I like the idea of Web-only content, but this is just like $40 a Day, Tasty Travels, and Roker on the Road. The Next Food Network Star page has unaired videos of each contestant online, and lets viewers vote on their favorite. I'd love to see supplemental information for shows that have already aired on television, as well as original content that features actual cooking. Behind the scenes features might be a good place to start. And why don't any of the Food Network hosts blog at FoodNetwork.com?

5. Variety is the spice of life.



I'm no cooking show purist. That is, I love watching actual cooking and learning how to make new dishes, but I also enjoy some of Food Network's other programming. The jury is still out on Restaurant Makeover (who are bigger jerks, the designer and chef, or the restaurant owners?), but I do like Recipe for Success. Unwrapped bores me to tears, but I do enjoy the Food Network Challenges.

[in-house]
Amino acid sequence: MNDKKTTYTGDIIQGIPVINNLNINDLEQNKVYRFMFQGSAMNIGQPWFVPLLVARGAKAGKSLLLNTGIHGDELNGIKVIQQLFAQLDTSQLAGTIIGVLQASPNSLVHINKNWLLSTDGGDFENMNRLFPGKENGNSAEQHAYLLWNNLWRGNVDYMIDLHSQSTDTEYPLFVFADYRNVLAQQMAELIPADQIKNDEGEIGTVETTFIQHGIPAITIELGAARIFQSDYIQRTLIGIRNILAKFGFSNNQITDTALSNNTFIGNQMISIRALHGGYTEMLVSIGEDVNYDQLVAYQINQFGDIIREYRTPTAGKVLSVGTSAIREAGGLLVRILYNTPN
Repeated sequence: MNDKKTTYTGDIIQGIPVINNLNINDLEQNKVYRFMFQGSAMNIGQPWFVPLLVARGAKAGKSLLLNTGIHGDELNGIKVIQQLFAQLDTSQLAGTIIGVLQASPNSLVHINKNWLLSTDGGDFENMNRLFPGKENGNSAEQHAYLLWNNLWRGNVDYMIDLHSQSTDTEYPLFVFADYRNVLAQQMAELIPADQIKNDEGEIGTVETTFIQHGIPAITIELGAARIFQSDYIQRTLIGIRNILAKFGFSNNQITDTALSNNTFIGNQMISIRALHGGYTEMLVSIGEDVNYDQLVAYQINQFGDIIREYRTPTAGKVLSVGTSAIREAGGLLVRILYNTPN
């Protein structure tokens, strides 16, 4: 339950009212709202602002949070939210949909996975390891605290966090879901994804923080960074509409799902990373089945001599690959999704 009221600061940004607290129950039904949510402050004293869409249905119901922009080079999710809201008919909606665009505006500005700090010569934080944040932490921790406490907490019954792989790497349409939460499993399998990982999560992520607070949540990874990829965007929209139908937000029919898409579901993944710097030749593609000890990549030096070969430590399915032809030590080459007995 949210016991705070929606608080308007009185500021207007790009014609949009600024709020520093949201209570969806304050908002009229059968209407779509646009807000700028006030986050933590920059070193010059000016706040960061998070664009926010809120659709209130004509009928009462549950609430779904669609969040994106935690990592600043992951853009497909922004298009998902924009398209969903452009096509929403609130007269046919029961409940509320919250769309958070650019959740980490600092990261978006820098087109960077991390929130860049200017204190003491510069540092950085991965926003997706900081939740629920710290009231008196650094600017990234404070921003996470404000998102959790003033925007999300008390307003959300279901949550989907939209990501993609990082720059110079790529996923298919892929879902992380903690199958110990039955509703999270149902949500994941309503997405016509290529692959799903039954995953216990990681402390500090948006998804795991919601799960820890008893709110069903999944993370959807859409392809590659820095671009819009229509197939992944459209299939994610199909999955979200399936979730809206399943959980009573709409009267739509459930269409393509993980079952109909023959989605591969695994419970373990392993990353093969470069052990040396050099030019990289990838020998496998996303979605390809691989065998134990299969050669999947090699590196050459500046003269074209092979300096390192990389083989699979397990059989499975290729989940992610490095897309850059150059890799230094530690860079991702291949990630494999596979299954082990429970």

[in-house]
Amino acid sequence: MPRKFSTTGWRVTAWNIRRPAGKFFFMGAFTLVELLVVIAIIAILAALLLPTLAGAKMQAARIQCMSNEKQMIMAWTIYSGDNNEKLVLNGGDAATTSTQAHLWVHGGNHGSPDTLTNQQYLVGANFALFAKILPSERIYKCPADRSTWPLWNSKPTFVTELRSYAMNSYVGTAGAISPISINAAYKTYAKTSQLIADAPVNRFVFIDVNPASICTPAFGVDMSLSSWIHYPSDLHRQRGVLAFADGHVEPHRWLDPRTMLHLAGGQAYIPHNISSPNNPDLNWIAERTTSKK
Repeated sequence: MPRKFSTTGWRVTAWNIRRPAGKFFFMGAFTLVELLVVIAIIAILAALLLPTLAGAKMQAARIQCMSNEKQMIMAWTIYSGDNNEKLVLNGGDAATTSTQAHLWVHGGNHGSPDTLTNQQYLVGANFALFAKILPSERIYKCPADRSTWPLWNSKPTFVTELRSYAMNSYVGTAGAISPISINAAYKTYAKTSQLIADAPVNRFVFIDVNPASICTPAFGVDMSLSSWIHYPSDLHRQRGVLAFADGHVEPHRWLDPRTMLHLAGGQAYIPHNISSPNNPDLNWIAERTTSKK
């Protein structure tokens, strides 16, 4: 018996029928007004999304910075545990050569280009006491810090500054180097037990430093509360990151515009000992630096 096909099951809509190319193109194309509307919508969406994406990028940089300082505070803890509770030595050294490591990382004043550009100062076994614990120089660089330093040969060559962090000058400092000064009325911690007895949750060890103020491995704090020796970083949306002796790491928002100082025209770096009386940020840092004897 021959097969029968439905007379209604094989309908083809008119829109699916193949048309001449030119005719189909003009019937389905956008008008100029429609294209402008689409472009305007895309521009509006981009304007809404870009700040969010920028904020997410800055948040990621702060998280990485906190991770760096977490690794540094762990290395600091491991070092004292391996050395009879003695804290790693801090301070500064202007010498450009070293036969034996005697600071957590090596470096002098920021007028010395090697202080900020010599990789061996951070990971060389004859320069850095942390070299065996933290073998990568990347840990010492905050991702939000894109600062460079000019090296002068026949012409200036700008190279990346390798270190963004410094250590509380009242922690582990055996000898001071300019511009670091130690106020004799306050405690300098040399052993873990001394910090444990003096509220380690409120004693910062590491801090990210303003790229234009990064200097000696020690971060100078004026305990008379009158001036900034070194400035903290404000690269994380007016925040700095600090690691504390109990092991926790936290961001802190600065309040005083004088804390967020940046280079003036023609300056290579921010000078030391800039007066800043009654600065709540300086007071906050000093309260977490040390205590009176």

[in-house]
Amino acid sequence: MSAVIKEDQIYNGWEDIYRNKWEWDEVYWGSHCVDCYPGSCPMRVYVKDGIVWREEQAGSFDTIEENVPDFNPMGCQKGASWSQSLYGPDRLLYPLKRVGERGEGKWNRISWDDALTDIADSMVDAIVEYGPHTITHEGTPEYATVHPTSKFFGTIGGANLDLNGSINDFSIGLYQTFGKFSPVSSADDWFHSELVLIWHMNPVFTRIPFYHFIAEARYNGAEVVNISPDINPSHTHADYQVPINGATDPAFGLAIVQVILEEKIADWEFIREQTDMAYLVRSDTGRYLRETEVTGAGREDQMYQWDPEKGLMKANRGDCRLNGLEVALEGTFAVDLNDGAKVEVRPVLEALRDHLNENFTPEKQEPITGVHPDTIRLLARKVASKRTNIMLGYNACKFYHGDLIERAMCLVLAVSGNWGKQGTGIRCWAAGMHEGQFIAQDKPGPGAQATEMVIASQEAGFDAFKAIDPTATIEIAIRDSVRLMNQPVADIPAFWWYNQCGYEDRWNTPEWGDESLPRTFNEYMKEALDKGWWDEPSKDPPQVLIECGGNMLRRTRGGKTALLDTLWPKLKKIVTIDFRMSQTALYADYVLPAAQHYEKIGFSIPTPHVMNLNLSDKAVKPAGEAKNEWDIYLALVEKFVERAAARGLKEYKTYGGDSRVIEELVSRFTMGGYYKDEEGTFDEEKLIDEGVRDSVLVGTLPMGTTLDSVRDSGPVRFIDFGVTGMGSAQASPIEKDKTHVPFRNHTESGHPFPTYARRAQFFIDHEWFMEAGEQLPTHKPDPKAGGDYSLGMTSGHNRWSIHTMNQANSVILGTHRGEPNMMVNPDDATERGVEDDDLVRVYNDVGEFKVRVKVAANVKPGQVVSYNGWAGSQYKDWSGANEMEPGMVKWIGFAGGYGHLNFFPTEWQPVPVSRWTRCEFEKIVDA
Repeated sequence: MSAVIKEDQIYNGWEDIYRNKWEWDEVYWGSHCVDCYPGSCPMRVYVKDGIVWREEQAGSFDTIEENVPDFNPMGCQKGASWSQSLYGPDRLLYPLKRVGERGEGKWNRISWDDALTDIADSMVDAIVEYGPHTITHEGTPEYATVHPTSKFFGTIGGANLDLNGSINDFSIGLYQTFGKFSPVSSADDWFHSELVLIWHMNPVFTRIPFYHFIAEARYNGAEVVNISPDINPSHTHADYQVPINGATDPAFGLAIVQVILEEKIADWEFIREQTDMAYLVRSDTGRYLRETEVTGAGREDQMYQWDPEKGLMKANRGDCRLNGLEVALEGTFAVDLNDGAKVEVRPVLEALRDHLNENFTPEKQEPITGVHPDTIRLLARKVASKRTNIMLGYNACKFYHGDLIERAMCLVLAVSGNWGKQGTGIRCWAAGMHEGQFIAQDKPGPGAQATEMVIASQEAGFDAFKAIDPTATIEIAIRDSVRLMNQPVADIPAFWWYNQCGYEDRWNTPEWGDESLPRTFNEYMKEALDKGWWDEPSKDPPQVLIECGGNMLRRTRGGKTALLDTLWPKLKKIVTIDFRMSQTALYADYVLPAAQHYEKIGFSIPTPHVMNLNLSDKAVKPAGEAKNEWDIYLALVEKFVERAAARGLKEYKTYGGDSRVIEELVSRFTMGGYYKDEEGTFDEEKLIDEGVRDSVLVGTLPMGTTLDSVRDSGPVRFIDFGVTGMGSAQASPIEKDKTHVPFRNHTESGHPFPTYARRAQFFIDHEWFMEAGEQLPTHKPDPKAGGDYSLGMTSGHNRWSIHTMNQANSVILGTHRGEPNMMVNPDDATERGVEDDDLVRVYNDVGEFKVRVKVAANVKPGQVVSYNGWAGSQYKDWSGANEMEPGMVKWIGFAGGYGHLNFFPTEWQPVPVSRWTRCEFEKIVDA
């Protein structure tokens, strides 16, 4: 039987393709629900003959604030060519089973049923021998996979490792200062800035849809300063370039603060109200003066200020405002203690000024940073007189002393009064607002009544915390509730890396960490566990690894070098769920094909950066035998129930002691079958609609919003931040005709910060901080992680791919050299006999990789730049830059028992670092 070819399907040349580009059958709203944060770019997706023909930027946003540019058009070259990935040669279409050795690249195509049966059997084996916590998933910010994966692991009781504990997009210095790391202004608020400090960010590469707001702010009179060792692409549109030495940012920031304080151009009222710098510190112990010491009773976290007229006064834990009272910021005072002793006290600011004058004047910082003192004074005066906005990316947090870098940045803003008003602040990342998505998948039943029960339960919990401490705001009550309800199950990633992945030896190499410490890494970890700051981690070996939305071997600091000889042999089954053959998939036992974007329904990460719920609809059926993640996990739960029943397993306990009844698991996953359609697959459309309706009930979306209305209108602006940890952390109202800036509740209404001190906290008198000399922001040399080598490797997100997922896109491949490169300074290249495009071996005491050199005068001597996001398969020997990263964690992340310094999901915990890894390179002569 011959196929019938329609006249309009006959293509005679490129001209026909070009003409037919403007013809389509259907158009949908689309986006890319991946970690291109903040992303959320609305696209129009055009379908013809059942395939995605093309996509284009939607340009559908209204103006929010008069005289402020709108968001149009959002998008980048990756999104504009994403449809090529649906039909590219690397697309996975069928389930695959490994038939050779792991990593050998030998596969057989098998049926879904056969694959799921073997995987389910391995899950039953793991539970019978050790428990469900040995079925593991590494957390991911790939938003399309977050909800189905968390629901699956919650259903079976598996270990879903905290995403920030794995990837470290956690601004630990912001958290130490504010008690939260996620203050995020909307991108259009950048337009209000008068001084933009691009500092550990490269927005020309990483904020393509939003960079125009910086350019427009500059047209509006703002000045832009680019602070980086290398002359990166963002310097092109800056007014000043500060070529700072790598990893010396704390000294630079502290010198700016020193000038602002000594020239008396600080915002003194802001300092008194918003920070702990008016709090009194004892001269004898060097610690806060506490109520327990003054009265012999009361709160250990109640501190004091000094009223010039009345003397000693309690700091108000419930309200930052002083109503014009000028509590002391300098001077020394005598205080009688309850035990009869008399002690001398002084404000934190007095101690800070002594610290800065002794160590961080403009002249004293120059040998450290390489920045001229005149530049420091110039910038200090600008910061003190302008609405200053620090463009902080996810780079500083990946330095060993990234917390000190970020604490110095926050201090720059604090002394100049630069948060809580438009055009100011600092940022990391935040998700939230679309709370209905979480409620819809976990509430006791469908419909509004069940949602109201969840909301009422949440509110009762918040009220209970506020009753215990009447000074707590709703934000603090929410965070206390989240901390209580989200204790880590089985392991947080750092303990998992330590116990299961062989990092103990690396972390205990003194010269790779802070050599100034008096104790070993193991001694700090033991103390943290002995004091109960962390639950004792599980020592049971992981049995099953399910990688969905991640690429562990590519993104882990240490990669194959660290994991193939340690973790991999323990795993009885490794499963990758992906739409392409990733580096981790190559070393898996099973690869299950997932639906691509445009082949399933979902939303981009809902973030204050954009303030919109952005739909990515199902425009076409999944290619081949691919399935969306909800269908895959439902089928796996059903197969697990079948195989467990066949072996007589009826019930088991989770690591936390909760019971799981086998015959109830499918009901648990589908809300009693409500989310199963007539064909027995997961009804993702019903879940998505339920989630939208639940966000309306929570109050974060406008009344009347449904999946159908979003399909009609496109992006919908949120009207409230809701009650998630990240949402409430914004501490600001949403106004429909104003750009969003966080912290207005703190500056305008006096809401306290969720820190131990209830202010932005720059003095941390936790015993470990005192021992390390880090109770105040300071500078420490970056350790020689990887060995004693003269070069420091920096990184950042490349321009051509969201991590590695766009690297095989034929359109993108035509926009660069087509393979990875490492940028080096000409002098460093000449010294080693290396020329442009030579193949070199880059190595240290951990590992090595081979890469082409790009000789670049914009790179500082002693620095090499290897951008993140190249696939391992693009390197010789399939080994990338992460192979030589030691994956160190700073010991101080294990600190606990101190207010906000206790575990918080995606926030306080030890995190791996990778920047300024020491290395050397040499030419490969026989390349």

I'd love to follow a group of students through culinary school. I'd also watch Super Size Me-type experiments where someone only eats the food they cook for 30 days. I'm surprised that Food Network doesn't have any kind of kitchenry gadget program - I would totally be into a show that reviewed or showcased different types of kitchenware and appliances. Heck, they could even plug their own wares, considering they sell all kinds of kitchenware at Foodnetwork.com.

What do think of these ideas? Do you have any suggestions to improve the Food Network?

9 comments:

Alicat said...